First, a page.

|courtesy National Park Service|
Some heroes are the biologists and technicians that work in the field across the six Channel Islands. They count the island foxes in the wild, provide health checks and are the first line of defense protecting island foxes. Fox Biologists.
Some heroes are school children like Hannah H. and her third grade class from Montecito Union Elementary School. Hannah told her school mates about the endangered island fox and made a Fox Box to collect donations. The students from Montecito Union raised enough funds to provide a radio tracking collar for a wild island fox. Radio collars provide the second line of defense for this endangered species. (More About Radio Collars) The goal across the islands is to annually have 60-70 individual foxes on each island wearing radio collars.
Vaccinations for distemper and rabies are also vital to protecting endangered island foxes. When Friends of the Island Fox gave presentations to the second- and third-grade students at Poinsettia Elementary School, student Shawn D. realized he could make a positive difference for this local animal. Shawn saved up his allowance to vaccinate an island fox. Vaccinations for island foxes.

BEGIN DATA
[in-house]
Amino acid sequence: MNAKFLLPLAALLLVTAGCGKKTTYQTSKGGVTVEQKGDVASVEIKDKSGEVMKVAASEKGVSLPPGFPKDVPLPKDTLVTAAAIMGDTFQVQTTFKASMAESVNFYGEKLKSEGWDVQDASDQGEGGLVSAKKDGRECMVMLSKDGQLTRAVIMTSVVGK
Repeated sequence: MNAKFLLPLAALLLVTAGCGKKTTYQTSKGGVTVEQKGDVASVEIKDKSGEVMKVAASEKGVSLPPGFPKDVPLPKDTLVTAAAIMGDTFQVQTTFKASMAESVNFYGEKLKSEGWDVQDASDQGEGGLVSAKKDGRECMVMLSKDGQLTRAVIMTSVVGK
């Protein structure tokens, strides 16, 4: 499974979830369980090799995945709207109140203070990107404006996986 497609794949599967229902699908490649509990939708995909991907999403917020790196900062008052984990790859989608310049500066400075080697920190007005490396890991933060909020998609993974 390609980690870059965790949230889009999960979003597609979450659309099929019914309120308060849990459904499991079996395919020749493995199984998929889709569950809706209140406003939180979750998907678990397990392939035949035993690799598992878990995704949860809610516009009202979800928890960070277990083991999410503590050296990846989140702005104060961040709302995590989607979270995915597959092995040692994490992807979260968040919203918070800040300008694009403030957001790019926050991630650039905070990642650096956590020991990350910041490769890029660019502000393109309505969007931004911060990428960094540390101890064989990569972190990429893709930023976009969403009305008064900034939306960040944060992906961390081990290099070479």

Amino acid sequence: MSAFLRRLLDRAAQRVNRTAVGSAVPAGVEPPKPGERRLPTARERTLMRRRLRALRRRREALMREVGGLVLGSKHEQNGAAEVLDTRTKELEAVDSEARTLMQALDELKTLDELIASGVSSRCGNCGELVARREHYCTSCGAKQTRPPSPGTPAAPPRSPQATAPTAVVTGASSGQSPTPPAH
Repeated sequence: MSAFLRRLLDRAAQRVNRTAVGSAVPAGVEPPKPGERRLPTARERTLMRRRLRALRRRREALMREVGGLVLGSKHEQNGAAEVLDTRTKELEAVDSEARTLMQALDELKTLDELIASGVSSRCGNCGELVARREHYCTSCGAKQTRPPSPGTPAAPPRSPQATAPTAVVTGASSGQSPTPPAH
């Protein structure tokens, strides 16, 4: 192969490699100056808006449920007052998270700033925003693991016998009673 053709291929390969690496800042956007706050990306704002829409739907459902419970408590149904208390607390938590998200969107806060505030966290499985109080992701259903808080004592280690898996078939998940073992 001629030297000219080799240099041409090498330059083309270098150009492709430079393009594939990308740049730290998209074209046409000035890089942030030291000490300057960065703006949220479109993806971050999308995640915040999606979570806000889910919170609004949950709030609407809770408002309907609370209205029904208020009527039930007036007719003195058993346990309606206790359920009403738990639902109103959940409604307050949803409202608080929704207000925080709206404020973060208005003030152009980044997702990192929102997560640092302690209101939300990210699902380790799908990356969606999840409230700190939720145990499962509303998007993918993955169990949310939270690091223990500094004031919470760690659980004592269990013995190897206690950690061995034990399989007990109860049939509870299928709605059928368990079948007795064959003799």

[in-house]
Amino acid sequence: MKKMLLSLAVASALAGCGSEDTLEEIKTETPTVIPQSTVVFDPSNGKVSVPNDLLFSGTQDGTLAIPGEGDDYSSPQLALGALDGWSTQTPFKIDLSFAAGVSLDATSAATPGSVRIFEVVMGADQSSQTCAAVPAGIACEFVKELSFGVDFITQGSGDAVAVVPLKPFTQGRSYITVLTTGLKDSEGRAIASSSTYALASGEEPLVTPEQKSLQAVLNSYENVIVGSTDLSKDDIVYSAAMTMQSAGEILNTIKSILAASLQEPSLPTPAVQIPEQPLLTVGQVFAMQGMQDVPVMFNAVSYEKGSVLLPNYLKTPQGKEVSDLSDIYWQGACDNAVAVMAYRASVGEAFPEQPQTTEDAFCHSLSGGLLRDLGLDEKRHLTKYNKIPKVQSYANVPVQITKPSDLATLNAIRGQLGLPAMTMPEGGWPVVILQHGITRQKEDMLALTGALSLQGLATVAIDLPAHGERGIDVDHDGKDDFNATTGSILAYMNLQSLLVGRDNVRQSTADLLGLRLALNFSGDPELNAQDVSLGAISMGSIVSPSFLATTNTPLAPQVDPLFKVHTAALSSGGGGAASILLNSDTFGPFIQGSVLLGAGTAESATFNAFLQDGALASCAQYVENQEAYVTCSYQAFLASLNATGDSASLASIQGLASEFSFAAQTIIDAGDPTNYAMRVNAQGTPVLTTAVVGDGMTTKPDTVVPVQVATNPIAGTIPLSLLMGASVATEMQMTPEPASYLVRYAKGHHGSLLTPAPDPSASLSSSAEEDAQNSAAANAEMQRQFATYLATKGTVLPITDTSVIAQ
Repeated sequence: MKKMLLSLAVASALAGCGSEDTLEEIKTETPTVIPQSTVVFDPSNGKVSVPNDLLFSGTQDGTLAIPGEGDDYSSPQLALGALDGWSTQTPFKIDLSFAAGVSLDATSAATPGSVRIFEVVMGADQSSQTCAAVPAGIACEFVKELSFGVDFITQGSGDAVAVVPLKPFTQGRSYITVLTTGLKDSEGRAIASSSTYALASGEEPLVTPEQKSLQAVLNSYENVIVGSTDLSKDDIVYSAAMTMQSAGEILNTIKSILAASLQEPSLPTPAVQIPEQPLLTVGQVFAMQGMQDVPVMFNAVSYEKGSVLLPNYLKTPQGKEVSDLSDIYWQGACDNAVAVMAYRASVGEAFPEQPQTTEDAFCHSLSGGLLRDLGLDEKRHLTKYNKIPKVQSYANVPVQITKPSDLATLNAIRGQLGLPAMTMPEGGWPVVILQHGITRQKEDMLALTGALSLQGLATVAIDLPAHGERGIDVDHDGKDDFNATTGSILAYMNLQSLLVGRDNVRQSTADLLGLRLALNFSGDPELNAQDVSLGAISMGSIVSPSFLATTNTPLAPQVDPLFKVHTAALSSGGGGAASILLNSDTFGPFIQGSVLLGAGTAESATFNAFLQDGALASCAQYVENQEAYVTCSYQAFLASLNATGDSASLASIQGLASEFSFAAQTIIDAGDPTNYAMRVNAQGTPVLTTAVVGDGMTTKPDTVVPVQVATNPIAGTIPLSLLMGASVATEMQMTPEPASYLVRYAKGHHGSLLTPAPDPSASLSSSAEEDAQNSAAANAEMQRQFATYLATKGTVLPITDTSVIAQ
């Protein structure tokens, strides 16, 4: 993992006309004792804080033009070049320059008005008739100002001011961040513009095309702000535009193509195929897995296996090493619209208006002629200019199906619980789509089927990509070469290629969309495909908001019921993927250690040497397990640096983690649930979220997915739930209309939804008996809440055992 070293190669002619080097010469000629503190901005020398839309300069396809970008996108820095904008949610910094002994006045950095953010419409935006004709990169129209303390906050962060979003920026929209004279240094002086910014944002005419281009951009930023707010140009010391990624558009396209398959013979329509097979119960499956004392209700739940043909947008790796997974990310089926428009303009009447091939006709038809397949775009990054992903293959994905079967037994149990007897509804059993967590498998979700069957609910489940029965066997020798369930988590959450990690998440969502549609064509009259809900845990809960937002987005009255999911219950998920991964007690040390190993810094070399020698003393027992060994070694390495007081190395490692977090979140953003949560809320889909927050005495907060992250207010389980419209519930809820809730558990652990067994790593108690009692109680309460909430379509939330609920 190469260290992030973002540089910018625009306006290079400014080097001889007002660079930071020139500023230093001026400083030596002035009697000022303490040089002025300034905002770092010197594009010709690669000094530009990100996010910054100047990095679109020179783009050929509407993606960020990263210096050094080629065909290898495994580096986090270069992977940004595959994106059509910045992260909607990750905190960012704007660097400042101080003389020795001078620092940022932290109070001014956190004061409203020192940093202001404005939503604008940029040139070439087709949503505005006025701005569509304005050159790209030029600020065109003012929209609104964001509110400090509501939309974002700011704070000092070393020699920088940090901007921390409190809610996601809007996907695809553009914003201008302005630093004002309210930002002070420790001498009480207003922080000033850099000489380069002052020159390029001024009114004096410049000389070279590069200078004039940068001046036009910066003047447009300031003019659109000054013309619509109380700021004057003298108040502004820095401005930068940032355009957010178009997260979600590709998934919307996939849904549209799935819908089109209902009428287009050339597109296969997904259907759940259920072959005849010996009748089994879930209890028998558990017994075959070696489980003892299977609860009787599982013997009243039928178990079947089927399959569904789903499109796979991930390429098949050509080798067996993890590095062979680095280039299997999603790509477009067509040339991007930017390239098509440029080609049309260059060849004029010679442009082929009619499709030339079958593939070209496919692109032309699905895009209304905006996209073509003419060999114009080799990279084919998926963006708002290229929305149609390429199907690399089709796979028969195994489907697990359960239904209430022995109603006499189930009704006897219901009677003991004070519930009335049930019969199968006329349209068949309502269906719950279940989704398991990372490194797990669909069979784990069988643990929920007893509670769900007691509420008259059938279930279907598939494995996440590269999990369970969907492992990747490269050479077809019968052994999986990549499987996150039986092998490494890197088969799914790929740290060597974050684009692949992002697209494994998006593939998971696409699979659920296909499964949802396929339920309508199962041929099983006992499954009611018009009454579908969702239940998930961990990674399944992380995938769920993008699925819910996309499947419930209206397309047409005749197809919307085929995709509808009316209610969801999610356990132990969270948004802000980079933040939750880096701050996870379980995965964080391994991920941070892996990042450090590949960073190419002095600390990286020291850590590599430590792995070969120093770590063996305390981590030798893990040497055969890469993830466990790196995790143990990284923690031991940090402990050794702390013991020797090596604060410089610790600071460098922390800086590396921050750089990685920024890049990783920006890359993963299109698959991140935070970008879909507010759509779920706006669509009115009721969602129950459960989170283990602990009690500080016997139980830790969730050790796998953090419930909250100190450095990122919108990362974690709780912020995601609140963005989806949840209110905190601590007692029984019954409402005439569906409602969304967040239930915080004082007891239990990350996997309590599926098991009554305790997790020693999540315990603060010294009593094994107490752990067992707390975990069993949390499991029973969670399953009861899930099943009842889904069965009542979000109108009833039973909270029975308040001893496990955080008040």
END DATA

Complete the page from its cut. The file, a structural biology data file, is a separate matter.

2011 has been filled with heroes:
- Students at Canalino Elementary School developed their own plan to fund an island fox radio collar. Island Fox Ambassador School.
- Local restaurant Native Foods Cafe donated a percentage of a day’s sales.
- Three California zoos provided grant money (Fresno Chaffee Zoo) and education opportunities
- KLOS radio personality Cynthia Fox interviewed Friends of the Island Fox on the air and sponsored a radio collar
A huge thank you to all of our Channel Island Fox Heroes. This year you helped the endangered island fox move ever closer to recovery. (Current Population Update)
Island fox pairs are coming together across the islands. Follow Tani, the young female island fox, on twitter or facebook as she settles into her own territory and finds a mate.